A few words about PWW #10

If you still want to think more about the picture in my previous post, stop reading now!

Here’s a simple way to think about how the picture is made, as noted by Fergal Daly. The nth circle (starting with n = 1) has n evenly spaced radial spokes, which we think of as being numbered clockwise from k=0 through k=n-1, with spoke 0 always lying on the positive x-axis. Then spoke k has a blue dot at its end if and only if k is relatively prime to n, that is, \gcd(k,n) = 1. So, for example, the tenth circle has dots on spokes 1, 3, 7, and 9, since every other number shares a factor with 10. Note in particular that \gcd(10,0) = 10, and in general \gcd(n,0) = n (this is not a special case, it’s just a natural consequence of the definition of $). This is why no circle except the first has a dot on the positive x-axis. (Though as noted by Macbi, we can also think of the blue dots on circle n as highlighting the generators of the cyclic group \mathbb{Z}_n—this is almost the same as the definition in terms of \gcd, but means that possibly we should not put any dot on the first circle.)

It’s worth pointing out a few consequences of this definition in terms of \gcd:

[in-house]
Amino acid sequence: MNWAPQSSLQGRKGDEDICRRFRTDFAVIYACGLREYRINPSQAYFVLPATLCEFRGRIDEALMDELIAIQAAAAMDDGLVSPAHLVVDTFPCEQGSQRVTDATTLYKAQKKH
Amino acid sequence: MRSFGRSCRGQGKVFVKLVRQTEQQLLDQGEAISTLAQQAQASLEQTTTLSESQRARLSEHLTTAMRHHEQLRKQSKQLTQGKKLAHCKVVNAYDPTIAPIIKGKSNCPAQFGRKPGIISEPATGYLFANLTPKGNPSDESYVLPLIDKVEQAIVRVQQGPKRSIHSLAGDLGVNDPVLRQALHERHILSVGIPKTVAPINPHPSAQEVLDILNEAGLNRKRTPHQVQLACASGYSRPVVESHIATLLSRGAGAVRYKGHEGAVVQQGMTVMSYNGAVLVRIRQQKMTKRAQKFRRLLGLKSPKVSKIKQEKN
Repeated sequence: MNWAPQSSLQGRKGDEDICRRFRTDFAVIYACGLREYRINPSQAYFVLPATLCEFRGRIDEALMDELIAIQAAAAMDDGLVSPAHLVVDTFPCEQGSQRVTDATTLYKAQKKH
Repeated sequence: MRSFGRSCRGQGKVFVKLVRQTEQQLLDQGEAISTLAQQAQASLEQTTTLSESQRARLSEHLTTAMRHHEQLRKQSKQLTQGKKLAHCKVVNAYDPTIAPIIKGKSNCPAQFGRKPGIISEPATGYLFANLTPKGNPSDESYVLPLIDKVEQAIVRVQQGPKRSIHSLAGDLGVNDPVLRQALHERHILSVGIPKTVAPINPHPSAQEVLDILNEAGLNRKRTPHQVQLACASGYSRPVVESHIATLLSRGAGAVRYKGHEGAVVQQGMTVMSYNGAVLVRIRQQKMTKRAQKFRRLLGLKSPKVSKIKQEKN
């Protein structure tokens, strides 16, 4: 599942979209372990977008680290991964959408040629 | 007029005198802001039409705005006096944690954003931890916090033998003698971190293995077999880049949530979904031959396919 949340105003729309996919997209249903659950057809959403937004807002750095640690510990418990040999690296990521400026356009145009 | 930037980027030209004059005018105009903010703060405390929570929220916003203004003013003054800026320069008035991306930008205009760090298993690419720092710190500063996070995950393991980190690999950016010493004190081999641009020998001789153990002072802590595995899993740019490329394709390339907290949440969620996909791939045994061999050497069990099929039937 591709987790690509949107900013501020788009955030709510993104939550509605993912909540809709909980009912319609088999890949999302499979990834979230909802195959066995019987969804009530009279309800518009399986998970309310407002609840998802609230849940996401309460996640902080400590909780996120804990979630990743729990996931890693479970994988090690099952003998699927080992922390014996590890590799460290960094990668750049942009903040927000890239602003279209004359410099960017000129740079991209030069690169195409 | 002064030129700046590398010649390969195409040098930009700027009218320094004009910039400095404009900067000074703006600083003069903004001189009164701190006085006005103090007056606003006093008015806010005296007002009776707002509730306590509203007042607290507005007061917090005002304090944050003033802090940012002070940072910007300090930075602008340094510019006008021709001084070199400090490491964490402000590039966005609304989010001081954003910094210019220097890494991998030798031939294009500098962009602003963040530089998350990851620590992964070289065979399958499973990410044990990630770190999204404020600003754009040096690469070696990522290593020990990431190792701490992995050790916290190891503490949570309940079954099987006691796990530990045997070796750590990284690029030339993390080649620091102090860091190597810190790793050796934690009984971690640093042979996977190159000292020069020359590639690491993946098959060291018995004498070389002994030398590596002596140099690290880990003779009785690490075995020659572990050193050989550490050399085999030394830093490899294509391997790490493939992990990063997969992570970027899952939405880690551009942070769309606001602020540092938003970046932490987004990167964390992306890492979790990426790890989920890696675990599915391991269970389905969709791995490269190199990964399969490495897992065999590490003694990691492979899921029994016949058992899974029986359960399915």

• As noted by Naren Sundar, prime-numbered circles always have (n-1) blue dots: one on every spoke except the 0th.

  • The dots always have reflection symmetry across the x-axis, since if k is relatively prime to n, then so is n-k.

  • As noted by Dan Kearney, once a blue dot has appeared in a specific location on a circle, no blue dot will ever appear there again. For suppose a blue dot appeared on circle n, spoke k. Then if a spoke ever appears in exactly the same spot later, then it must be spoke ik on circle in for some multiple i > 1—but then \gcd(ik,in) = i \neq 1. For example, note the blue dots on spokes 1 and 2 on the third circle. Those same spokes show up on circle 2 \times 3 = 6—but now they are spokes 2 \times 1 = 2 and 2 \times 2 = 4, so they have no dots. Likewise, the same spokes show up again on circle 3 \times 3 = 9, as spokes 3 \times 1 = 3 and 3 \times 2 = 6.

We can use this last fact to make some cool pictures: for example, we can give a different color to each n and then superimpose all the circles on top of each other. No dot will ever overlap with another dot (well, at least they wouldn’t if the dots were infinitely small). To make it more visually obvious what’s going on, I’ve also scaled circle n to have radius n:

This kind of reminds me of Paul Salomon’s Stars of the Mind’s Sky, except where we have deleted any star that can’t “see” the origin when it is exactly blocked by another star.